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The most cynical trade of 2014 (so far, anyways…)

Plus: Norway is discussing the possibility of divesting its sovereign wealth fund from the oil and gas sector. Should Alberta companies be worried?

When he was younger, Max Fawcett wanted to make a mint in the markets. Now as the managing editor of Alberta Venture he gets to write about them. Close enough, right? He can be reached at mfawcett@albertaventure.com

Mar 4, 2014

by Max Fawcett

The situation unfolding in Ukraine is already a geopolitical crisis, and it may only be a matter of time before it becomes a humanitarian one. But those looking for a way to trade it – and, let’s face it, that’s what traders do – might want to direct their attention to Vermilion Energy (TSE:VET). That’s because the Calgary company has significant exposure to European natural gas prices – ones that would spike if Russian supply was cut off either deliberately or because of a military conflict. “They’re unfortunate events, obviously, and we don’t wish those on anybody,” CEO Lorenzo Donadeo said in an interview yesterday. “But the increased pressure on European gas prices will really give us strong cash flow out of our European business.”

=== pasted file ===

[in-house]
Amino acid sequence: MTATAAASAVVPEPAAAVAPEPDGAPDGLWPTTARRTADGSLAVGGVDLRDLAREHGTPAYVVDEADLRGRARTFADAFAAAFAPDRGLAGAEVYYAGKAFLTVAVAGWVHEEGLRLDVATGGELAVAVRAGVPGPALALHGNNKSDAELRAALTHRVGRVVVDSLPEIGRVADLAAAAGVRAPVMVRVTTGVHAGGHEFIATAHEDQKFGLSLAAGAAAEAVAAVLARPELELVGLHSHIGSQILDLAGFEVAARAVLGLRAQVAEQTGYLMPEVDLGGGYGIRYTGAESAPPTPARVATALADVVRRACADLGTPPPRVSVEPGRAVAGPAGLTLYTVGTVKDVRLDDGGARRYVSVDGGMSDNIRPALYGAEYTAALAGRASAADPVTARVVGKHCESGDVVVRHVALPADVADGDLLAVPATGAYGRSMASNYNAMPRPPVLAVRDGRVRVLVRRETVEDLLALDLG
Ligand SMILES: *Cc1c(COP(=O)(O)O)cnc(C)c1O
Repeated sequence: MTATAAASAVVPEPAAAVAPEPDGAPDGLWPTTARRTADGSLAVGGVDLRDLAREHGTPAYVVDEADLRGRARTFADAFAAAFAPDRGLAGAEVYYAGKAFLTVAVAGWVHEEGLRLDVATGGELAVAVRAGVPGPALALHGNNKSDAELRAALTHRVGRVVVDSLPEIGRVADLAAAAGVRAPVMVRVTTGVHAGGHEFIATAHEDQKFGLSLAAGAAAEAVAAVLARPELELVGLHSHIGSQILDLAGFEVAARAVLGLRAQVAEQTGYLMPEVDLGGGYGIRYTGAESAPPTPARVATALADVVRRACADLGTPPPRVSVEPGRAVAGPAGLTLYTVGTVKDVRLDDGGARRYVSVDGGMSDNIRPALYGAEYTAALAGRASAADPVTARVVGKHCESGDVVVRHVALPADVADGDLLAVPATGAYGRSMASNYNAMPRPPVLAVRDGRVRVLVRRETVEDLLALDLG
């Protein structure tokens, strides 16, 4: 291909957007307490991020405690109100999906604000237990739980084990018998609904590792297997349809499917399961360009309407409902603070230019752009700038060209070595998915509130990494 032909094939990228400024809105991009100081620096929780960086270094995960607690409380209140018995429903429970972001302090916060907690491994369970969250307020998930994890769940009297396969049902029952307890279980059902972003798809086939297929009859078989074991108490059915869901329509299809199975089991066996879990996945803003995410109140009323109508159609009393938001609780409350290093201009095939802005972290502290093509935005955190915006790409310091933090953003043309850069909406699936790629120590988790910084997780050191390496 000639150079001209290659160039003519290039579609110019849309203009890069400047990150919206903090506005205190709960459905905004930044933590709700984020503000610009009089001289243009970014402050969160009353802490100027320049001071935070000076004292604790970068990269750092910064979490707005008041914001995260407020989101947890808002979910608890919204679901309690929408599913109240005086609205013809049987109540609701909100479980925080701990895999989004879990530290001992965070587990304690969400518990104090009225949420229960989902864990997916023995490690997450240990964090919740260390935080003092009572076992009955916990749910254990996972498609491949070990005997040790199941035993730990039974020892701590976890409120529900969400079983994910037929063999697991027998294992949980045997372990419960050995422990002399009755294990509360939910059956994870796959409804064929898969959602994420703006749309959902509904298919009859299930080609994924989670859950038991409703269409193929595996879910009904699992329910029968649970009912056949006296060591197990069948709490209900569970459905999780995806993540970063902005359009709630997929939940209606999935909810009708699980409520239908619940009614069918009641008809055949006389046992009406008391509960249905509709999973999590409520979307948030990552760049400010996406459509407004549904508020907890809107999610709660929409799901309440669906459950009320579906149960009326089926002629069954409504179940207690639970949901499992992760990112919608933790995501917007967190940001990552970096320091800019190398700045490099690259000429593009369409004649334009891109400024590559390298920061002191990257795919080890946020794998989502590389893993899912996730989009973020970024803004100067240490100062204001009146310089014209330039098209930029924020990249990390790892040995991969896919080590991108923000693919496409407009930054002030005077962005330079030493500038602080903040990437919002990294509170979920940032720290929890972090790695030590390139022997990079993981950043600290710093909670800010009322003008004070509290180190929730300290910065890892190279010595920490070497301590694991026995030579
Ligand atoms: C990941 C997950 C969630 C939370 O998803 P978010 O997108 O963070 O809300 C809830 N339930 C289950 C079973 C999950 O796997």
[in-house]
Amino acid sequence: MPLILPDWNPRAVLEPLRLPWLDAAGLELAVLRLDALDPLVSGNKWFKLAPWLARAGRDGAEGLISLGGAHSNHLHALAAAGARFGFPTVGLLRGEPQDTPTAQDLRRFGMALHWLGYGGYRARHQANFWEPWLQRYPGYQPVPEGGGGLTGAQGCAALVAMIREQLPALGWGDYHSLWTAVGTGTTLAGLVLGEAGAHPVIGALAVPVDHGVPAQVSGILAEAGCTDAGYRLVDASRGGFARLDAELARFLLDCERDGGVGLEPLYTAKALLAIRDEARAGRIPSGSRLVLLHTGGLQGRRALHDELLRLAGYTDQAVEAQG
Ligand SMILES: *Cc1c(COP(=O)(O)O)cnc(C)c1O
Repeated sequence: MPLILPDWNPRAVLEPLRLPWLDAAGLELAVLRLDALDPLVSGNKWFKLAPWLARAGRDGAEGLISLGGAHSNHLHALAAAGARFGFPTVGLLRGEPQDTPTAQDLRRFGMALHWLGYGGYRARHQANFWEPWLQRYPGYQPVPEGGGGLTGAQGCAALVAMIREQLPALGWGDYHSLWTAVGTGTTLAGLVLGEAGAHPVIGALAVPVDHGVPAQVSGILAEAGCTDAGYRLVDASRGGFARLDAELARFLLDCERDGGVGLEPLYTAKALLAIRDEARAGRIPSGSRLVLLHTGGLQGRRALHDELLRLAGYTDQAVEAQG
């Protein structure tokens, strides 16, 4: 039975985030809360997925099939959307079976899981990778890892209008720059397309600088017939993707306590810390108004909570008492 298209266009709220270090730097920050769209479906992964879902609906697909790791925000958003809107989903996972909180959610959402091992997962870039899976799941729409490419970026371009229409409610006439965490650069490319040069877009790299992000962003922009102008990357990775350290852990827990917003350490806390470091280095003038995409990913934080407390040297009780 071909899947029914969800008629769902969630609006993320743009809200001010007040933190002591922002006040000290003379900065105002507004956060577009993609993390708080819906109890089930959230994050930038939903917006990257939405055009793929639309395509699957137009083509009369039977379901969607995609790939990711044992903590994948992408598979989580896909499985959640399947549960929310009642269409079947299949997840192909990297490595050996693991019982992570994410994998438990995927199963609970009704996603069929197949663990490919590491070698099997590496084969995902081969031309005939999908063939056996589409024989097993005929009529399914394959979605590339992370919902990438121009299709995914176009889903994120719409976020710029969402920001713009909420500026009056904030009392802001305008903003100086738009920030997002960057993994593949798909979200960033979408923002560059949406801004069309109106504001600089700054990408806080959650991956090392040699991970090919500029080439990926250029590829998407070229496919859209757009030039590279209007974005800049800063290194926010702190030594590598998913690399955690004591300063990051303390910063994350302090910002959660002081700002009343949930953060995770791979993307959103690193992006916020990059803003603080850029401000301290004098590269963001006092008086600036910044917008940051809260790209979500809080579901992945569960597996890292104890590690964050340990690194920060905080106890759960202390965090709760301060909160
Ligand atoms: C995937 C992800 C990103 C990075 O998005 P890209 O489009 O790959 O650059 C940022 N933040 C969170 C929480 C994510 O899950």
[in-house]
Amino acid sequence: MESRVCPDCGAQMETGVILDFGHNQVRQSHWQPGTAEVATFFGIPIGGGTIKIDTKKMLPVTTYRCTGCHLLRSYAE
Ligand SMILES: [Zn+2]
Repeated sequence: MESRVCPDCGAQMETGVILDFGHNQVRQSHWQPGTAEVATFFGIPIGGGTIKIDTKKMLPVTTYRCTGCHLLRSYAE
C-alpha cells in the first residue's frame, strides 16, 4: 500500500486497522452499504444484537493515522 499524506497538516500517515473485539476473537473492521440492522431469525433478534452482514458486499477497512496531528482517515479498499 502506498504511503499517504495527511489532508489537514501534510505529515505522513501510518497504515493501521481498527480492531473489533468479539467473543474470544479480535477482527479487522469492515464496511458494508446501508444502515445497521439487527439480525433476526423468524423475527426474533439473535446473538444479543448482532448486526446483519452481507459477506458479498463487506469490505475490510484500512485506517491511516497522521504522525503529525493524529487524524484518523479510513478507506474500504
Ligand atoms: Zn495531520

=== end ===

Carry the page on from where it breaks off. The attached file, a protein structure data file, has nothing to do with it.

Meanwhile, oil traders (and companies) might want to cast their gaze across the Atlantic as well, as Norway is engaged in an interesting debate over how its massive sovereign wealth fund deploys its firepower. It holds more than one per cent of all global shares, held US$43 billion in oil and gas stocks at the end of the third quarter of 2013, and is considering divesting a considerable portion of those funds. As a Reuters story points out, this wouldn’t be out of character for the country or the people who manage its shared wealth. “Norway’s sovereign wealth fund, the world’s biggest, regularly excludes companies or sectors from its investment universe if its ethics council deems that a particular activity is unethical. It does not invest in tobacco producers and makers of certain weapons, like cluster bombs and nuclear arms. It has also excluded some of the world’s biggest miners, accusing them of causing severe environmental damage.” Could it add oil sands producers to that list? And if it did, what would the impact be? Certainly, these are questions worth considering – and maybe worrying about.

 

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